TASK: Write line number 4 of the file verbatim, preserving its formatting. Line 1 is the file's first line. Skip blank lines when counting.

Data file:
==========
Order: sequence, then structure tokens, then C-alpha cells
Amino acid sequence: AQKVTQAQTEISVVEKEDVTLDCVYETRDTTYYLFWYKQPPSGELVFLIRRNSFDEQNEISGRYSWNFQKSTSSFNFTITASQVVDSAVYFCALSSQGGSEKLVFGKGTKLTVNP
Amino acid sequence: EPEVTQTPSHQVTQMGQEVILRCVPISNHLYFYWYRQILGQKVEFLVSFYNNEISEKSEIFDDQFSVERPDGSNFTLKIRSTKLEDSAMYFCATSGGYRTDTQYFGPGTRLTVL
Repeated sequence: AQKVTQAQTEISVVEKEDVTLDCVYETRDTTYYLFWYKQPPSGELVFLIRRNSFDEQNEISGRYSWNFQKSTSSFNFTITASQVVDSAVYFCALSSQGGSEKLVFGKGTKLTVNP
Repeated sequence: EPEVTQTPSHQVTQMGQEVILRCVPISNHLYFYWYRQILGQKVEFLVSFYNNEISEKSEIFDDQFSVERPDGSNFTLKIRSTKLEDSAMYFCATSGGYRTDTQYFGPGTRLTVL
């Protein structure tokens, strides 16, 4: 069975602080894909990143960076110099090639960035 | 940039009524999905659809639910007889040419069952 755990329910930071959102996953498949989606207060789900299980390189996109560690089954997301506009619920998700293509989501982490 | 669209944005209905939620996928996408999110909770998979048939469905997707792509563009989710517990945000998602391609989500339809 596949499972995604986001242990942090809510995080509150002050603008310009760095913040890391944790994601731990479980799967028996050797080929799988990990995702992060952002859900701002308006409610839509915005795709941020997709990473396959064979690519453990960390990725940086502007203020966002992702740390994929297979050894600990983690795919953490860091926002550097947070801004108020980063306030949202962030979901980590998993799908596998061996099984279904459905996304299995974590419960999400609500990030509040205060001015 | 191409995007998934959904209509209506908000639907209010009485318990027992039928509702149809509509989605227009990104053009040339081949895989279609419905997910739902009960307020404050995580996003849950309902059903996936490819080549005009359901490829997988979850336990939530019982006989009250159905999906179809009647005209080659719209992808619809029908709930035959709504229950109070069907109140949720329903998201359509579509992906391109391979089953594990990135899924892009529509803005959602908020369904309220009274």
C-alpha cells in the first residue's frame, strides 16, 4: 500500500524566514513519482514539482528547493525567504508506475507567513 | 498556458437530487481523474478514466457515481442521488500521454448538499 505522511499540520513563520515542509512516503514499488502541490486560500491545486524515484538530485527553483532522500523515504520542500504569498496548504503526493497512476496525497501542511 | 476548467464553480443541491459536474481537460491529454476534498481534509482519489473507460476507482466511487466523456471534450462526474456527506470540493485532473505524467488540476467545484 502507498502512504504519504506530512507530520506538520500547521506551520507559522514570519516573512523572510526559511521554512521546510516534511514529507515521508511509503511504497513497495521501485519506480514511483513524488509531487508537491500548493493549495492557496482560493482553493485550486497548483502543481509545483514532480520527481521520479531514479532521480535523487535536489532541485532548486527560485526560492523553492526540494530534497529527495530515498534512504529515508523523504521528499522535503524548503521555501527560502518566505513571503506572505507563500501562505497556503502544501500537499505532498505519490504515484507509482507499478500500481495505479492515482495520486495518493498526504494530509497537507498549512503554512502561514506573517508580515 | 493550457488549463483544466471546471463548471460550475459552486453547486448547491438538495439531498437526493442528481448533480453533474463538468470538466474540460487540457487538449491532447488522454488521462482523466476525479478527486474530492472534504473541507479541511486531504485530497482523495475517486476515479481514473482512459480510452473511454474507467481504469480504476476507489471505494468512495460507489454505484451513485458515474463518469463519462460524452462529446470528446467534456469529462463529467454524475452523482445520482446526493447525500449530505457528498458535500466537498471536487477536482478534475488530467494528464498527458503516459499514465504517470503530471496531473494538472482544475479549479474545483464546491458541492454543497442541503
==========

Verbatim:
Repeated sequence: AQKVTQAQTEISVVEKEDVTLDCVYETRDTTYYLFWYKQPPSGELVFLIRRNSFDEQNEISGRYSWNFQKSTSSFNFTITASQVVDSAVYFCALSSQGGSEKLVFGKGTKLTVNP